9. Front Mol Biosci. 2021 ;8 671865
      Solute carrier (SLC) transporters regulate amino acids, glucose, ions, and metabolites that flow across cell membranes. In the brain, SLCs are the key regulators of neurotransmission, in particular, the glutamate/GABA-glutamine (GGG) cycle. Genetic mutations in SLCs are associated with various neurodevelopmental and neurodegenerative diseases. In this study, we have investigated the role of SLC38A10 under acute oxidative and glutamate stress in mouse primary cortical cells from SLC38A10 knockout (KO) mice. The ER/golgi localized transporter, SLC38A10, transports glutamate, glutamine, and alanine in brain cells, and the aim of this study was to determine the possible effects of removal of SLC38A10 in primary cortical cells under glutamate and oxidative challenges. Primary cortical neuronal cultures of wild-type (WT) cell and SLC38A10 KO mice were subjected to different concentrations of glutamate and hydrogen peroxide. There was no morphological change observed between KO and WT cortical neurons in culture. Interestingly, KO cells showed significantly lower cell viability and higher cell death compared to WT cells under both glutamate and hydrogen peroxide exposure. Further, we evaluated the possible role of p53 in neuronal cell apoptosis in KO cells. We found decreased intracellular p53 protein levels under glutamate and hydrogen peroxide treatment in KO cortical cells. In contrast, caspase 3/7 activity remains unaltered under all conditions. These results demonstrate an indirect relationship between the expression of SLC38A10 and p53 and a role in the cell defense mechanism against neurotoxicity.
    Keywords:  SLC38 family; SLC38A10; cell survival; glutamate toxicity; oxidative stress; p53; primary cortex cells
  10. Protein Cell. 2021 May 29.
      Metabolic rewiring and epigenetic remodeling, which are closely linked and reciprocally regulate each other, are among the well-known cancer hallmarks. Recent evidence suggests that many metabolites serve as substrates or cofactors of chromatin-modifying enzymes as a consequence of the translocation or spatial regionalization of enzymes or metabolites. Various metabolic alterations and epigenetic modifications also reportedly drive immune escape or impede immunosurveillance within certain contexts, playing important roles in tumor progression. In this review, we focus on how metabolic reprogramming of tumor cells and immune cells reshapes epigenetic alterations, in particular the acetylation and methylation of histone proteins and DNA. We also discuss other eminent metabolic modifications such as, succinylation, hydroxybutyrylation, and lactylation, and update the current advances in metabolism- and epigenetic modification-based therapeutic prospects in cancer.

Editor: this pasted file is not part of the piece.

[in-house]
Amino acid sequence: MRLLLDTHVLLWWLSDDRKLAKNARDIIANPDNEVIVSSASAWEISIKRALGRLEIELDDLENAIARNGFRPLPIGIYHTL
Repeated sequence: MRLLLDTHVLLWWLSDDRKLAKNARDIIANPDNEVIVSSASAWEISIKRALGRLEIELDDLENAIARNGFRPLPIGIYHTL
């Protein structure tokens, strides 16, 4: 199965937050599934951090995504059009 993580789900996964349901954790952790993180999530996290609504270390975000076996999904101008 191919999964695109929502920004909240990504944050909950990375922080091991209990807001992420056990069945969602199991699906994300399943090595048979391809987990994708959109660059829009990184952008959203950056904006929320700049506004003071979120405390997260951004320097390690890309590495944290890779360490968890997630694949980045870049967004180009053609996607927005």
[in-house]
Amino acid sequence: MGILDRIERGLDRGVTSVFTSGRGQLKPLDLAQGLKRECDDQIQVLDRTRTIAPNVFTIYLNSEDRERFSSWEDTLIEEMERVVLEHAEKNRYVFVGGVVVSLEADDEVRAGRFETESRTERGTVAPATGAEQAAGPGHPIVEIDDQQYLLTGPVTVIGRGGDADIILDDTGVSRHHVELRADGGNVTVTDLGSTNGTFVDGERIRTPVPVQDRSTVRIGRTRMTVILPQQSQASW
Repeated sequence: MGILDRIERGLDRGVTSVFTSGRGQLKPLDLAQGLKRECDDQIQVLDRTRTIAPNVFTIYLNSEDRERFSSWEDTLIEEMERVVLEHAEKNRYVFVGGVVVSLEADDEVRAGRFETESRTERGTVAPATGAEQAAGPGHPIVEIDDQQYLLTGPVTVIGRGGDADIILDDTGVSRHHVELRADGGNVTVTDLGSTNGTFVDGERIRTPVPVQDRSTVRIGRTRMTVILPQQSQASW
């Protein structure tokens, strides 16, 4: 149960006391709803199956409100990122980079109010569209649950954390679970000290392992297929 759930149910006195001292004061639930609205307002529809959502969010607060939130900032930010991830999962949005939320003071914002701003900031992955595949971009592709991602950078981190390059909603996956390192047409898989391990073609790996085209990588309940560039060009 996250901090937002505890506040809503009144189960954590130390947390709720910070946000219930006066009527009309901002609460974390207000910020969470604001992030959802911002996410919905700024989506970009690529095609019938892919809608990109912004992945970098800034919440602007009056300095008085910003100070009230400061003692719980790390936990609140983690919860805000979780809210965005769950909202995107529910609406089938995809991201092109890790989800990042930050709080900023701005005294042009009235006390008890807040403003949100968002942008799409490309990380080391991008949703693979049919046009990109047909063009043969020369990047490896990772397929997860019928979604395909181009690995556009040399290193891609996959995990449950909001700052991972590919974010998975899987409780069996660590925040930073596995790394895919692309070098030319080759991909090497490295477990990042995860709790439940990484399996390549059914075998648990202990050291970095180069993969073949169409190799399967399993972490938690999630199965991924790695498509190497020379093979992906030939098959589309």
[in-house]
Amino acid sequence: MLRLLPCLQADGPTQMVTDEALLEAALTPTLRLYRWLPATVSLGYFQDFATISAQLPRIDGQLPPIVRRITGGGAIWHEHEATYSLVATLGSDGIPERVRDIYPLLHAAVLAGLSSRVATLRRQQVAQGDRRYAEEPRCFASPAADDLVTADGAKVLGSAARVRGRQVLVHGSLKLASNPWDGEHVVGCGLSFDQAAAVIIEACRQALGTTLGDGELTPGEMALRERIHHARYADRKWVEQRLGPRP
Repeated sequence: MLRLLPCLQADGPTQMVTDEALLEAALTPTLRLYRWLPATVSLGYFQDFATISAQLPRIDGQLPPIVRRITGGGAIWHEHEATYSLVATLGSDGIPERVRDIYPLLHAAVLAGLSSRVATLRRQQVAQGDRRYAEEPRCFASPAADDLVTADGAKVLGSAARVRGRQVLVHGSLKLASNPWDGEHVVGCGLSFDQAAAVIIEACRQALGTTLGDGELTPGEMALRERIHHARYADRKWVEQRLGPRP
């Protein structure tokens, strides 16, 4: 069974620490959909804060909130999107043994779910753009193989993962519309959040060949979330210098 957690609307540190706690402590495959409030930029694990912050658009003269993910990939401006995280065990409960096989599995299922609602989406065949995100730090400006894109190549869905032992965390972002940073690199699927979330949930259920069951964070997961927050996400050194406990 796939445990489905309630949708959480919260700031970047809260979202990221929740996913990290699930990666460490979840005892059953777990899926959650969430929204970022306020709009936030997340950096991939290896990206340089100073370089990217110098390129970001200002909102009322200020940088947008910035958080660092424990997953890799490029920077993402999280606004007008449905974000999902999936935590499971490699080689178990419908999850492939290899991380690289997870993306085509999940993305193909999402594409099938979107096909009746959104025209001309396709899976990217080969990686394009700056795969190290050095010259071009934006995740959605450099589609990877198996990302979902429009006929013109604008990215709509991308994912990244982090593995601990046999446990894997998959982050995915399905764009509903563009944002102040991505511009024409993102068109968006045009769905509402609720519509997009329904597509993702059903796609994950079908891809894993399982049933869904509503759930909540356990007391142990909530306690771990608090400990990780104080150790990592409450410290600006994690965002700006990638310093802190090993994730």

Keywords:  cancer therapy; epigenetics; metabolic reprogramming; tumor immunity; tumorigenesis
  11. Mol Cell Oncol. 2021 ;8(3): 1901558
      The metabolic checkpoint of ferroptosis remains obscure. We find that glucose favors system xc- inhibitor-induced ferroptosis by activating pyruvate oxidation, thereby promoting fatty acid synthesis and subsequent lipid peroxidation. In contrast, the upregulation of pyruvate dehydrogenase kinase 4 (PDK4) switches into a ferroptosis-resistant state in pancreatic cancer cells.
    Keywords:  Ferroptosis; fatty acid synthesis; metabolic basis; pancreatic cancer; pyruvate oxidation
  12. Trends Cancer. 2021 May 19. pii: S2405-8033(21)00097-2. [Epub ahead of print]
      Pancreatic ductal adenocarcinoma (PDAC) remains an aggressive malignancy with a 5-year survival rate below 10%. Its unique genetic makeup and tumor microenvironment produce a lack of response to current treatments, including chemotherapy, radiotherapy, and immunotherapy. Recent preclinical studies have revealed that ferroptosis, an iron-dependent form of nonapoptotic cell death driven by unrestricted lipid peroxidation, may be an attractive therapeutic goal in PDAC. Understanding the dual role of ferroptotic cell death in both promoting and suppressing tumor immunity, as well as its integrated regulatory mechanisms and signaling pathways, may lead to more effective treatment designs for clinical trials of PDAC and may minimize or delay the emergence of drug resistance or side effects.
    Keywords:  cell death; ferroptosis; pancreatic cancer; redox signaling; therapy resistance; tumor microenvironment
  13. iScience. 2021 May 21. 24(5): 102403
      Cancer cells acquire genotypic and phenotypic changes over the course of the disease. A minority of these changes enhance cell fitness, allowing a tumor to evolve and overcome environmental constraints and treatment. Cancer evolution is driven by diverse processes governed by different rules, such as discrete and irreversible genetic variants and continuous and reversible plastic reprogramming. In this perspective, we explore the role of cell plasticity in tumor evolution through specific examples. We discuss epigenetic and transcriptional reprogramming in "disease progression" of solid tumors, through the lens of the epithelial-to-mesenchymal transition, and "treatment resistance", in the context endocrine therapy in hormone-driven cancers. These examples offer a paradigm of the features and challenges of cell plastic evolution, and we investigate how recent technological advances can address these challenges. Cancer evolution is a multi-faceted process, whose understanding and harnessing will require an equally diverse prism of perspectives and approaches.
    Keywords:  Cancer; Evolutionary Biology